The Triton


Owner’s required level of service sets crew requirements


My last column on crew utilization generated some interesting comments, for which I am thankful. The crazy chef issue continues, but for $80,000 a year, it still seems like there should be a candidate out there. I could be wrong.

One of the primary drivers of crew-level-and-rest decisions should be based upon the level of service required by an owner and the boat itself. Over the past 25 years of yacht ownership and charter, I have experienced widely varying levels of service; some by design and some not.

On my first foray into big boats more than 25 years ago, we had a 33m boat that was about as big as a 40m boat. We ran it from Maine to Alaska and back again over 18 months with six or seven crew. This was a varnish-free monster but it was older, thus engineering was a full-time job.  (Ask me about overhauling a generator, pistons out, between San Francisco and Seattle.)

During that adventure, we got to know the owners and crew of another 33m boat that ran with just a captain and his wife. The owners did their own laundry, made their own drinks (God forbid!) and helped with the wash down.

However, they rarely cruised with more than two couples and theirs was a brand new boat. It was designed for few crew and low maintenance. The crew and owners were good friends and the boat operated in what I will call the West Coast Family mode. Everybody chipped in and did whatever was necessary.

Twenty five years later, I ran into this captain at the Palm Beach boat show last month on the same boat. (Remember how important I have said going to boat shows is? Here is a great example of why. You never know who you will bump into.)

Now retired, he was filling in temporarily while the owner searched for a new captain. The boat had gone through a massive, multimillion-dollar refit and now runs with five or six crew in what I call East Coast Luxury Resort mode.

Today, many boats of the same size run in East Coast Luxury Resort mode with five or six crew. Some of the crew are expected to serve guests from the time the first guest is up (to make and serve coffee I guess) until the last guest retires for the evening, presumably to mix the cocktails and hand out the towels in the hot tub disembarkation process.

These boats run with full guest staterooms. Both tenders and Jetskis are in constant motion most of the day.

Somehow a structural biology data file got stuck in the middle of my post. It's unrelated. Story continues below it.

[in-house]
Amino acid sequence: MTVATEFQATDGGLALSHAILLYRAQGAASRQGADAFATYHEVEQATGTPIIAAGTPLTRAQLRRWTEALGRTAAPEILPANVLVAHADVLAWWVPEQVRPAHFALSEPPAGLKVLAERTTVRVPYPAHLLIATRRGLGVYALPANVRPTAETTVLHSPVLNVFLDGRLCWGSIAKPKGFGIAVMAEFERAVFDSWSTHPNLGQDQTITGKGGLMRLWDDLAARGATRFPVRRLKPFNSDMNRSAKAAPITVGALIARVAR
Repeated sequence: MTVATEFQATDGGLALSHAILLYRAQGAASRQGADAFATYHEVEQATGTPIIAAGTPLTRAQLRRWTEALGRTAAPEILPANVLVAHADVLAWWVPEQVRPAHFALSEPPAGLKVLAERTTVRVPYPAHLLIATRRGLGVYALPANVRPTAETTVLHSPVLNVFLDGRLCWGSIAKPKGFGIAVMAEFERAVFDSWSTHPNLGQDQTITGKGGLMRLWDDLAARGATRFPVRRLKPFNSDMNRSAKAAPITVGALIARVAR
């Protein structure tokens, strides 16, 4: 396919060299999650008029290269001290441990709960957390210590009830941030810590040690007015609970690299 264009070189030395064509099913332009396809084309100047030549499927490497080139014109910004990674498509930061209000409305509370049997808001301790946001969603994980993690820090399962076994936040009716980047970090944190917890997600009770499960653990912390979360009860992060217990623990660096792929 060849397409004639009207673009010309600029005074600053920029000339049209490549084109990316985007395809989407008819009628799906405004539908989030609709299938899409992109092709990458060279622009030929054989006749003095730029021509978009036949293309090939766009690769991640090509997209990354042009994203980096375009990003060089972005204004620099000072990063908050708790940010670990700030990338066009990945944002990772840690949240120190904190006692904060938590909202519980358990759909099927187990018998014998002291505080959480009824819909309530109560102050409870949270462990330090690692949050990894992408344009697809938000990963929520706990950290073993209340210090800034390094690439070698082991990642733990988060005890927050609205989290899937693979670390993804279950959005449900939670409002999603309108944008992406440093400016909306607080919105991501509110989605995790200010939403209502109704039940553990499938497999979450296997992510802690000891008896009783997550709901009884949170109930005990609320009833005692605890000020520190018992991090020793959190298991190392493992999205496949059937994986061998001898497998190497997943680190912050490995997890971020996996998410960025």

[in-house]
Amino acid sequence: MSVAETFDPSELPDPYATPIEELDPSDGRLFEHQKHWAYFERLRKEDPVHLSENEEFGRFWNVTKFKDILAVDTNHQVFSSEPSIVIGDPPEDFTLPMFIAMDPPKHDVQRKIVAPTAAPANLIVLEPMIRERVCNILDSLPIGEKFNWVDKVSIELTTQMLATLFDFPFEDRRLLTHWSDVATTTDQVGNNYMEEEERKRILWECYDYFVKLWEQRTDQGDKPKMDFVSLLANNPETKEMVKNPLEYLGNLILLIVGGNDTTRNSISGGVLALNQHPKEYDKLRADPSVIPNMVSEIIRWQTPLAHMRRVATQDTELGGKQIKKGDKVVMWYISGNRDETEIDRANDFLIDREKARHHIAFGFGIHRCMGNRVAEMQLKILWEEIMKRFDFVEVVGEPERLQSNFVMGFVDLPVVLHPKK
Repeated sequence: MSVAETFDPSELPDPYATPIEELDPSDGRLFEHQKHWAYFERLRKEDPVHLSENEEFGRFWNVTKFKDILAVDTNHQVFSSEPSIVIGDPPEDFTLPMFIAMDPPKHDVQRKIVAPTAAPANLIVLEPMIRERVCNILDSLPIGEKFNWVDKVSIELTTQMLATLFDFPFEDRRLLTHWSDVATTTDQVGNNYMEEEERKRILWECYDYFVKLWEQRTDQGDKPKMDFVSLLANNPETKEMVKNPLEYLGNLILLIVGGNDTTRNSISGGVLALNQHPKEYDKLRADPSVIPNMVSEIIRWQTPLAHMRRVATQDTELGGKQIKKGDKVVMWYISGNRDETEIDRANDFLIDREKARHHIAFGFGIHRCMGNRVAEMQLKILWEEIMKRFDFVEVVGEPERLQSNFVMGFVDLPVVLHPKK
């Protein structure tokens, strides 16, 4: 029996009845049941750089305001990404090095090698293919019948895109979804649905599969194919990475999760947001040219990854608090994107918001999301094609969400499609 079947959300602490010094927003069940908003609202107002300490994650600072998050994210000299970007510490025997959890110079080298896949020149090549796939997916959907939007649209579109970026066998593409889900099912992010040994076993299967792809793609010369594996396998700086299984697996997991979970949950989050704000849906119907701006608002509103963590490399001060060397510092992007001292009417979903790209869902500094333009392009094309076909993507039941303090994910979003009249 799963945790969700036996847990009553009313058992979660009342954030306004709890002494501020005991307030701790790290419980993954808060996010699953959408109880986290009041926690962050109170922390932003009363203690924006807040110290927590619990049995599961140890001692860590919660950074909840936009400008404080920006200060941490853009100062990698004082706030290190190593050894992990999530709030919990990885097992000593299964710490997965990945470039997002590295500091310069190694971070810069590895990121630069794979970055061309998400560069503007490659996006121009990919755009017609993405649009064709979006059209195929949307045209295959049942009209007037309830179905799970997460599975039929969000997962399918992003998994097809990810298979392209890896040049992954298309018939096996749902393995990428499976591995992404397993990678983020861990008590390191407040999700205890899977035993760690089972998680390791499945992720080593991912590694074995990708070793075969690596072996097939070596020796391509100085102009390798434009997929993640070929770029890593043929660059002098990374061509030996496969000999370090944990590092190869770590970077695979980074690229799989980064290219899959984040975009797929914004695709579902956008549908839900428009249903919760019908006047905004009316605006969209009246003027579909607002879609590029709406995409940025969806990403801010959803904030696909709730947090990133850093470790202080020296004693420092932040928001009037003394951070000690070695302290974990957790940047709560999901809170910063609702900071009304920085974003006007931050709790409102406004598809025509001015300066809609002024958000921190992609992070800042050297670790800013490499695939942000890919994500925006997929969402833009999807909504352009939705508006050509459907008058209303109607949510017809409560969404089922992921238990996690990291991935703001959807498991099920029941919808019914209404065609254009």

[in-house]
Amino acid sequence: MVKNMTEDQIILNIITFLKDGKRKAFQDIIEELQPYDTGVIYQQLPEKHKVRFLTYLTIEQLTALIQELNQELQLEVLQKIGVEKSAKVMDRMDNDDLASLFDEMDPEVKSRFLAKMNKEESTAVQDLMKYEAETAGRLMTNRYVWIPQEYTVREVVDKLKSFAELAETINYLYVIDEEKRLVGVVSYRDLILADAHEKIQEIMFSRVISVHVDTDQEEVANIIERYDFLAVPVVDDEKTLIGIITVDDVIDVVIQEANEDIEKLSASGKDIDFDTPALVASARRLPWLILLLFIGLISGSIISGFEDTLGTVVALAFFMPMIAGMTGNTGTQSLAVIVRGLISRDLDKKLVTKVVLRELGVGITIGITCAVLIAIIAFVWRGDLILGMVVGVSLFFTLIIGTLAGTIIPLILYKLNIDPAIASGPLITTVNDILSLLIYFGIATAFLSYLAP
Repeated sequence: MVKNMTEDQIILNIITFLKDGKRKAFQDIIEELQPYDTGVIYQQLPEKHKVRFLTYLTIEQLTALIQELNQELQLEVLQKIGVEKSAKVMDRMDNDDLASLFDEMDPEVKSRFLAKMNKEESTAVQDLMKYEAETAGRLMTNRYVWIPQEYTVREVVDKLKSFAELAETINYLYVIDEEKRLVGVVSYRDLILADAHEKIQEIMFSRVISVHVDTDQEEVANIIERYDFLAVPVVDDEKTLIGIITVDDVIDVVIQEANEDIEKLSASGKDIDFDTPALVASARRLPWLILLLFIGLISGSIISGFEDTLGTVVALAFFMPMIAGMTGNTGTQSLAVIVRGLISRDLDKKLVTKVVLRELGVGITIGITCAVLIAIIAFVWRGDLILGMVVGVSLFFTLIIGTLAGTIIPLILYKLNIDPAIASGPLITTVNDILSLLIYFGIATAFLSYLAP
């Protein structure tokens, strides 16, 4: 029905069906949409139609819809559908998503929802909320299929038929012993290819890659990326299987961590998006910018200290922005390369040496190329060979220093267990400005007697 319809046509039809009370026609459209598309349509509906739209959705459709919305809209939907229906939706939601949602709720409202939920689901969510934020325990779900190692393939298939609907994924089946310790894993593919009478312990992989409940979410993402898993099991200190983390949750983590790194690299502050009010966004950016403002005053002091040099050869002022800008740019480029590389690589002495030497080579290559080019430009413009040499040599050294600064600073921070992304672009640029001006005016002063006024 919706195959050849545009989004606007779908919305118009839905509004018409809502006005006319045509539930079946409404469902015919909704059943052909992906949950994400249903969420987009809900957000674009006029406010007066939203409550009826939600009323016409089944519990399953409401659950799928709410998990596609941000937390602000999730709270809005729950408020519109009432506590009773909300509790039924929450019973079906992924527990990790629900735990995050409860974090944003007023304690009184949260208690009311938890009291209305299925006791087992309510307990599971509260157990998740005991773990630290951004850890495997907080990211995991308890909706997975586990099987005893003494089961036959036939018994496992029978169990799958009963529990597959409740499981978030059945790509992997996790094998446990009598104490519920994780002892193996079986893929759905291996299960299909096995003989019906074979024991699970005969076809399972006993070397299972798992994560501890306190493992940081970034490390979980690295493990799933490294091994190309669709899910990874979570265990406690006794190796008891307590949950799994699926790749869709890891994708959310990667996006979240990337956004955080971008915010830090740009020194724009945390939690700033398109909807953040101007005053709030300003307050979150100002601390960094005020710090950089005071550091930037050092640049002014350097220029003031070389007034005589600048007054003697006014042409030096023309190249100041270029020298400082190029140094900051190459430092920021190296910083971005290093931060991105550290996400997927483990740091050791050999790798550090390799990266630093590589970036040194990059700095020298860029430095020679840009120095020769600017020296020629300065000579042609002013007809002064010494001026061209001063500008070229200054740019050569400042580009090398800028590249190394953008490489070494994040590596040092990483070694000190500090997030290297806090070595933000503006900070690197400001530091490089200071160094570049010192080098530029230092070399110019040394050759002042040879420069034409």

Another 33m boat we had for several years ran with an engineering-oriented captain, the hardest working mate on the planet and a temporary mate or two for long passages. This required the owners (my wife and kids) to perform some “crew” functions such as cooking, picking up after ourselves and even fetching our own drinks. I even got to do some of the driving when I was not mastering the drinking.

We had a great time on that yacht with that crew. Not necessarily better than in East Coast Luxury Resort mode, but maybe.

Our current boat is now run East Coast Luxury Resort style. My partners are enjoying the full crew experience, from that first cup of coffee until that last cocktail and hot tub towel. The five or six crew definitely earn their keep when my partners are aboard.

The trouble is that my family is still kind of stuck in the West Coast Family mode, which makes for some interesting challenges. My wife does not like to feel like a stranger in the galley, and we are always chided when we try to haul in our own dishes.

So, in my search for a new boat, we may try a hybrid; slightly smaller boat with three or four crew where everybody chips in but maybe letting the crew handle the laundry and dishes. This boat will have no varnish and less finicky and fancy systems.

And I know of a captain I can maybe, just maybe, haul out of retirement for one last hurrah. Wish me luck; the Med beckons. Bow west and high tide only…

Peter Herm is the pen name for a real yacht owner who is an entrepreneur based on the East Coast of the U.S. It comes from Pieter Harmensz, original owner of the oldest known stock certificate in 1606, issued for a Dutch company with the largest shipping fleet in the world. Comments on this column are welcome at


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